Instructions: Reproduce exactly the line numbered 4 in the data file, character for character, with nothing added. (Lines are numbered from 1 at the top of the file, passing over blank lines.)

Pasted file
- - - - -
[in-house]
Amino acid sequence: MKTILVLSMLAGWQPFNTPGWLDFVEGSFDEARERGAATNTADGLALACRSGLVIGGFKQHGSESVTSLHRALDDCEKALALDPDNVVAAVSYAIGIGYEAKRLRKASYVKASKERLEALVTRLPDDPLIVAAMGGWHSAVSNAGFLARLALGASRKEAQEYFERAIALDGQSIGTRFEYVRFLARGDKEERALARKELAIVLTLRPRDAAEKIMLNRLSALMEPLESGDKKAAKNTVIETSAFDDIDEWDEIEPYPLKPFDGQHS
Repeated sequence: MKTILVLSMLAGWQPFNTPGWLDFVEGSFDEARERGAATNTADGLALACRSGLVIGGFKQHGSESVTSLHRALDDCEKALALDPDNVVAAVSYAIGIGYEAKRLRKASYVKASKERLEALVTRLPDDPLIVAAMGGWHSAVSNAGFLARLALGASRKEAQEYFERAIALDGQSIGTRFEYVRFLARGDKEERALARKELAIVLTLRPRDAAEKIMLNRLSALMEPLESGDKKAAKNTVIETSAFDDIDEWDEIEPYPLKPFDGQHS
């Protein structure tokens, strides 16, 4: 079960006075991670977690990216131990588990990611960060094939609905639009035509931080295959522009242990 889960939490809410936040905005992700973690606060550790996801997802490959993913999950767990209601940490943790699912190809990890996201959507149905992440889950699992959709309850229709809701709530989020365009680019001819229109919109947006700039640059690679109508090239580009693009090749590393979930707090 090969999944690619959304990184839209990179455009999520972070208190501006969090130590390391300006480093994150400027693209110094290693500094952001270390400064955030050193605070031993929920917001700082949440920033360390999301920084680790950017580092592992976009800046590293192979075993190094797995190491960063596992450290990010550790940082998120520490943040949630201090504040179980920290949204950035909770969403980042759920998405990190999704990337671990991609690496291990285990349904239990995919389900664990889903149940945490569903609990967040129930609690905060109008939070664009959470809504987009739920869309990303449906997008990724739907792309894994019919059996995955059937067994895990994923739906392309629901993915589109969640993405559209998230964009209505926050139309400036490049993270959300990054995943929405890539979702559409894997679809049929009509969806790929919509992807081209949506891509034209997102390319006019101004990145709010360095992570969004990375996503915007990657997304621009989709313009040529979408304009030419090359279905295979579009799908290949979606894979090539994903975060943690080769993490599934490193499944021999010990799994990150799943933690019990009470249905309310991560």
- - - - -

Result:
């Protein structure tokens, strides 16, 4: 079960006075991670977690990216131990588990990611960060094939609905639009035509931080295959522009242990 889960939490809410936040905005992700973690606060550790996801997802490959993913999950767990209601940490943790699912190809990890996201959507149905992440889950699992959709309850229709809701709530989020365009680019001819229109919109947006700039640059690679109508090239580009693009090749590393979930707090 090969999944690619959304990184839209990179455009999520972070208190501006969090130590390391300006480093994150400027693209110094290693500094952001270390400064955030050193605070031993929920917001700082949440920033360390999301920084680790950017580092592992976009800046590293192979075993190094797995190491960063596992450290990010550790940082998120520490943040949630201090504040179980920290949204950035909770969403980042759920998405990190999704990337671990991609690496291990285990349904239990995919389900664990889903149940945490569903609990967040129930609690905060109008939070664009959470809504987009739920869309990303449906997008990724739907792309894994019919059996995955059937067994895990994923739906392309629901993915589109969640993405559209998230964009209505926050139309400036490049993270959300990054995943929405890539979702559409894997679809049929009509969806790929919509992807081209949506891509034209997102390319006019101004990145709010360095992570969004990375996503915007990657997304621009989709313009040529979408304009030419090359279905295979579009799908290949979606894979090539994903975060943690080769993490599934490193499944021999010990799994990150799943933690019990009470249905309310991560």